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4 Reconnaissance Squadron (ACC)

4RS

In accordance with Chapter 3 of AFI 84-105, commercial reproduction of this emblem is NOT permitted without the permission of the proponent organizational/unit commander.

Lineage.  Constituted as 4 Observation Squadron on 22 Nov 1940.  Activated on 1 Apr 1941.  Redesignated as:  4 Observation Squadron (Medium) on 26 Feb 1942; 4 Observation Squadron on 4 Jul 1942; 4 Reconnaissance Squadron (Special) on 25 Jun 1943; 4 Tactical Reconnaissance Squadron on 20 May 1944; 4 Tactical Reconnaissance Squadron, Photo-Jet, on 17 Jun 1948.  Inactivated on 14 Mar 1949.  Redesignated as 4 Tactical Reconnaissance Squadron, and activated, on 25 Oct 1966.  Organized on 18 Nov 1966.  Inactivated on 15 Oct 1971.  Redesignated as 4 Expeditionary Reconnaissance Flight, converted to provisional status, and activated, on 31 Jan 2005.  Inactivated on 7 Jul 2005.  Redesignated as 4 Expeditionary Reconnaissance Squadron on 16 May 2007.   Activated on 26 Jun 2009.  Inactivated on 1 Oct 2014.  Redesignated as 4 Reconnaissance Squadron, and withdrawn from provisional status, on 21 Jul 2020.  Activated on 23 Jul 2020. 

Assignments.  13 Composite Wing, 1 Apr 1941; Puerto Rican Department, 11 Jul 1941; 72 Observation Group, 29 Mar 1942 (attached to Puerto Rican Department, 29 Mar 1942-23 Mar 1943, and to Antilles Air Task Force, 23 Mar-1 Jun 1943); Antilles Air Command, 1 Jun 1943; Caribbean Air Command, 25 Aug 1946 (attached to Provisional Composite Reconnaissance Group, 1 Feb-28 Jul 1948); 6 Fighter Wing, 1 Jun 1948; 5620 Group, 26 Jul 1948; 5600 (later 5600 Composite) Wing, 20 Aug 1948-14 Mar 1949.  75 Tactical Reconnaissance Wing, c. 18 Nov 1966; 67 Tactical Reconnaissance Wing, 15 Jul-15 Oct 1971.  332 Expeditionary Operations Group, 31 Jan -7 Jul 2005.  451 Expeditionary Operations Group, 26 Jun 2009; 455 Expeditionary Operations Group, 23 Nov 2009-1 Oct 2014.  319 Operations Group, 23 Jul 2020-.

Stations.  Ponce Air  Base (later, Losey Field), Puerto Rico, 1 Apr 1941; Borinquen Field, Puerto Rico, 27 Oct 1943; Coolidge Field, Antigua, 21 May 1945; Borinquen Field, Puerto Rico, 5 Oct 1945; Rio Hato, Panama, 20 Aug 1946; France Field (later, AFB), Canal Zone, 1 Dec 1947; Howard AFB, Canal Zone, 20 Aug 1948-14 Mar 1949.  Bergstrom AFB, TX, 18 Nov 1966-15 Oct 1971.  Balad, Iraq, 31 Jan-7 Jul 2005.  Kandahar, Afghanistan, 26 Jun 2009; Bagram, Afghanistan, 23 Nov 2009-1 Oct 2014.  Andersen AFB, Guam, 23 Jul 2020-.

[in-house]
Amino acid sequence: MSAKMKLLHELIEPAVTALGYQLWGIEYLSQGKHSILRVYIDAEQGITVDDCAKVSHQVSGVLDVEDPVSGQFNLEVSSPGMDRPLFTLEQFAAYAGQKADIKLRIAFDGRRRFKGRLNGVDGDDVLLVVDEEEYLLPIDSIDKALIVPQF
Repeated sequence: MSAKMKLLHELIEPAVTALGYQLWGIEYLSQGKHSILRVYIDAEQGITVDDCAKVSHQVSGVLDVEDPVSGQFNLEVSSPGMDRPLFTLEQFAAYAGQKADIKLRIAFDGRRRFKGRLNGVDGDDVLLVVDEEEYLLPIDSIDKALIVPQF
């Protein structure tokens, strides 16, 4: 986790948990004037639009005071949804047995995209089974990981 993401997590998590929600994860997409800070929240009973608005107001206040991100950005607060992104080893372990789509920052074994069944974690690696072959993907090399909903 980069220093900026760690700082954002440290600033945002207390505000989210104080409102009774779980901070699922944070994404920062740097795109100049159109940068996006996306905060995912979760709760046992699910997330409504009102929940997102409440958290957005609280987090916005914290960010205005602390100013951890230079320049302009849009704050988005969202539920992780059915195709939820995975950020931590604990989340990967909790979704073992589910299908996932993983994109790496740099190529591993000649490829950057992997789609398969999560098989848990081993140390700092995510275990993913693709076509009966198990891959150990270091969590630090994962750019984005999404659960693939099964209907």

Commanders.  1Lt Cecil L. Wells, 1 Apr 1941; Lt Col Eugene H. Rice, 1 May 1941; Lt Col Willard W. Lazarus, 25 Feb 1942; Capt Elmer A. Dixon, 29 Jan 1943; Capt Richard L. Rider, 29 Mar 1943; Maj Gerard F. Markey, 11 Jun 1943; Maj Bertram S. Petersen, 25 Feb 1944; 1Lt George M. Ries, Dec 1944; Maj Bertram S. Petersen, Dec 1944; Capt William F. Monzel, 20 Dec 1944; Capt Alberto A. Nido, Jun 1945; Maj William F. Monzel, Jun 1945; Capt Edward M. Fritsch, Dec 1945; 1Lt Erwin K. Priwer, c. 2 Jan 1946; Capt Ronald G. Rutt, c. 26 Aug 1946; Capt Russell J. Nash, Oct 1946; Capt Valentine W. Krug, 24 Jan 1947; 1Lt Homer H. Houghton, c. 26 Oct 1947; 1Lt Thomas F. Barton, Nov 1947; Capt William M. Gates, 15 Dec 1947; Capt Valentine W. Krug, 20 Dec 1947-unkn.  Col Robert O. Crabtree, 18 Nov 1966; Lt Col Fred W. Wright, c. Aug 1967; Lt Col Gustav B. Klatt, by 30 Jun 1969; Lt Col Dannie T. Waddle Jr., by 30 Sep-15 Oct 1971.